(Photo : Wikimedia Commons)
A young Russian boy discovered the frozen remains of a teenage woolly mammoth in the Siberian tundra, Russian scientists announced on Friday. Eleven-year-old Yevgeny Salinder made the discovery of the mammoth with soft tissue, skin and hair intact, Live Science reported.
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The discovery, which was made in the Taymyr tundra, near the Seopkarga polar weather stations, prompted scientists to spend a week prying the 1,100-pound remains from the frozen ground. The mammoth was then transported to the Dudinka by helicopter and put into an ice chamber.
According to Live Science, the mammoth carcass is now waiting to be studied by paleontologists from Moscow and St. Petersburg. Researchers have determined that the remains belong to a male mammoth that died between the ages 15 or 16 around 30,000 years ago.
Alexei Tikhonov, the deputy head of the Zoological Institute in the Russian Academy of Sciences, told The Associated Press that the animal was "pretty small for his age."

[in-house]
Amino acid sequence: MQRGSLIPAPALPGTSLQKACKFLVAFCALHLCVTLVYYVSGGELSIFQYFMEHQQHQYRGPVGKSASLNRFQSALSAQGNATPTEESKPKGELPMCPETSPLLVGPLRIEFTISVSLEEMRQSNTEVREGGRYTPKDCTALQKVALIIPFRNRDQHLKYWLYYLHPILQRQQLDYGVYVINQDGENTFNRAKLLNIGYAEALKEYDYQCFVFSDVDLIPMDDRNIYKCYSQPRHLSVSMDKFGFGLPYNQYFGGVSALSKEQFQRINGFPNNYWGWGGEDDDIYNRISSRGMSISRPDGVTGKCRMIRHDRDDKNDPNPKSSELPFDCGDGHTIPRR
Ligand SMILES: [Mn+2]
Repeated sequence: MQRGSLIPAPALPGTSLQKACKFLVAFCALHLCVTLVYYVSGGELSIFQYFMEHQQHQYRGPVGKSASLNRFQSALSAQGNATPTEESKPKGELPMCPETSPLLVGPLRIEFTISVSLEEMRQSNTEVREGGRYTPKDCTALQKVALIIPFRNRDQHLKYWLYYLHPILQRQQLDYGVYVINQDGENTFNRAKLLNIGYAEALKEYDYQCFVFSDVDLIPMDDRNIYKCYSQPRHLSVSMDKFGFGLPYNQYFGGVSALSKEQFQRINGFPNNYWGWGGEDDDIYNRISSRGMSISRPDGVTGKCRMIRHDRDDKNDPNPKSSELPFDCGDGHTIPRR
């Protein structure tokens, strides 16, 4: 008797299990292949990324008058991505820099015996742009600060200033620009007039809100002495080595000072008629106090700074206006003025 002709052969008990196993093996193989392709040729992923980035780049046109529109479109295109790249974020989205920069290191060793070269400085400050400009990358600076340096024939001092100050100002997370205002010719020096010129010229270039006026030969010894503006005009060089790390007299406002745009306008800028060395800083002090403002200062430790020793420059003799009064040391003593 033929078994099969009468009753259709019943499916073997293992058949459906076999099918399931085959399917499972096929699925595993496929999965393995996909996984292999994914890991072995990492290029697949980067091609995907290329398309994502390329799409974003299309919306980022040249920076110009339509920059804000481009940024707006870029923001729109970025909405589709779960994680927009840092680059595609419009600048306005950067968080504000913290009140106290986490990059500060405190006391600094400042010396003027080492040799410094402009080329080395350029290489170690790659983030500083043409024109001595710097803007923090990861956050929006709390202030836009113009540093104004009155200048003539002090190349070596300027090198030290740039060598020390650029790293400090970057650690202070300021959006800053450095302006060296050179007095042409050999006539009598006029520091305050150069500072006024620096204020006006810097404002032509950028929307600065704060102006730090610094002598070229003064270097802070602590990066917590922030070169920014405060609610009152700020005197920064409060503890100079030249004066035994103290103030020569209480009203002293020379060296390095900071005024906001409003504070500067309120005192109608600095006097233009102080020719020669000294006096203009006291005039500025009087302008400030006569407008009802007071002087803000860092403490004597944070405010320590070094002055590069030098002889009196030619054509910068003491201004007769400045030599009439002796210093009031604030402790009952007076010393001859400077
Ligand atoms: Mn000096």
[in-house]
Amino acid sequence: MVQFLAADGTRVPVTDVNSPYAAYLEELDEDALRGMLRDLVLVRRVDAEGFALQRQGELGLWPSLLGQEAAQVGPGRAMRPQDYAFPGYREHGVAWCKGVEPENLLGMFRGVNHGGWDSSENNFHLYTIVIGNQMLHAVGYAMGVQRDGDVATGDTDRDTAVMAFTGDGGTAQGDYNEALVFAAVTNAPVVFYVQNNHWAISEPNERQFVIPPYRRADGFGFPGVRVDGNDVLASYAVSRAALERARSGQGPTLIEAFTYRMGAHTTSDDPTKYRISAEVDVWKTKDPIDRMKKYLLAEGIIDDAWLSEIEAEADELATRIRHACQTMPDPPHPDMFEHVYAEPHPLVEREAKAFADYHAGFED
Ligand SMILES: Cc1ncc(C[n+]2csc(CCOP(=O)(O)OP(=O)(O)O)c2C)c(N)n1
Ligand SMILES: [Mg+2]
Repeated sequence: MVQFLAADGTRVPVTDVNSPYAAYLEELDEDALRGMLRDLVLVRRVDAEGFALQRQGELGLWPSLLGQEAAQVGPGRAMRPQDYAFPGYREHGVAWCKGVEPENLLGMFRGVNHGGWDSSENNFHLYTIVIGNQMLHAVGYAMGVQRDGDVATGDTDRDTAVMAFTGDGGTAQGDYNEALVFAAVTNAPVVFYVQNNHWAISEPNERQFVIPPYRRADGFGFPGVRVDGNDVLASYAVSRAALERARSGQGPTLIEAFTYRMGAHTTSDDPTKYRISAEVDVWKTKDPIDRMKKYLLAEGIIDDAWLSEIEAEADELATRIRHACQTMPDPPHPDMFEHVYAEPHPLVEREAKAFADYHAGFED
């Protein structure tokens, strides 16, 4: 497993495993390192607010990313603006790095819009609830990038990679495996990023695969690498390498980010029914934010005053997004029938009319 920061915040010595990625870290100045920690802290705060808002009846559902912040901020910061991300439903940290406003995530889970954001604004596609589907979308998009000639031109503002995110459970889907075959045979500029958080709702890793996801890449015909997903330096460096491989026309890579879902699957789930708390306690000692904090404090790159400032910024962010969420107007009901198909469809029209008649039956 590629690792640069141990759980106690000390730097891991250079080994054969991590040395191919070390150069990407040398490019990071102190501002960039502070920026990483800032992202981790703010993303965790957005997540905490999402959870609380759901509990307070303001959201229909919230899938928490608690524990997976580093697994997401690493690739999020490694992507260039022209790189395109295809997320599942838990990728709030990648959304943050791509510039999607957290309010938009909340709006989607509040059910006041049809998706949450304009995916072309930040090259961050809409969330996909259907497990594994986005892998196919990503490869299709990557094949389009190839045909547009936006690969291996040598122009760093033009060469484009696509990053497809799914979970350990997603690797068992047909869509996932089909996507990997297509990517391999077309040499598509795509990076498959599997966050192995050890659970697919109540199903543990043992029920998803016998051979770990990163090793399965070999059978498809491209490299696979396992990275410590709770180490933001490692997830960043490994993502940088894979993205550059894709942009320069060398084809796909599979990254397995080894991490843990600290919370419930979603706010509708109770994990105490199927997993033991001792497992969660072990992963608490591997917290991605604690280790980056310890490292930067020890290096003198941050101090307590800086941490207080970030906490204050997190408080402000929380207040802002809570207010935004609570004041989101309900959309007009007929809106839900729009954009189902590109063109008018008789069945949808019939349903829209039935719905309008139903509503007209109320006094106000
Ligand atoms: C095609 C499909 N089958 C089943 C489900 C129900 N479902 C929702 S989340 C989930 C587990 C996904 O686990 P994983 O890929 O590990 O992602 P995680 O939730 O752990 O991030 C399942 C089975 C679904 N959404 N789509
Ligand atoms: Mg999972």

The mammoth, which has been unofficially named "Zhenya" after the boy, with its intact hair and skin, also included a tusk, bones and reproductive organs. The scientist also told the AP that splits on the mammoth's remaining tusk may represent "possible human touch."
Tikhonov told The Moscow News, "Despite the fact that is is not common in scientific circles to name the adult remains of ancient animals, the mammoth was called Zhenya. Officially the animal will be known as the Seopkarginsky mammoth."
Despite being so well preserved, Zhenya's DNA was damaged by low temperatures, which are unsuitable for cloning, Tikhonov told the AP. Another mammoth discovery in Russia was made early last month gave scientist some hope for cloning.
Woolly mammoths are thought to have become extinct around 10,000 years ago, although some scientists believe that small groups of them lived longer in Alaska and on Russia's Wrangel Island off the Siberian coast.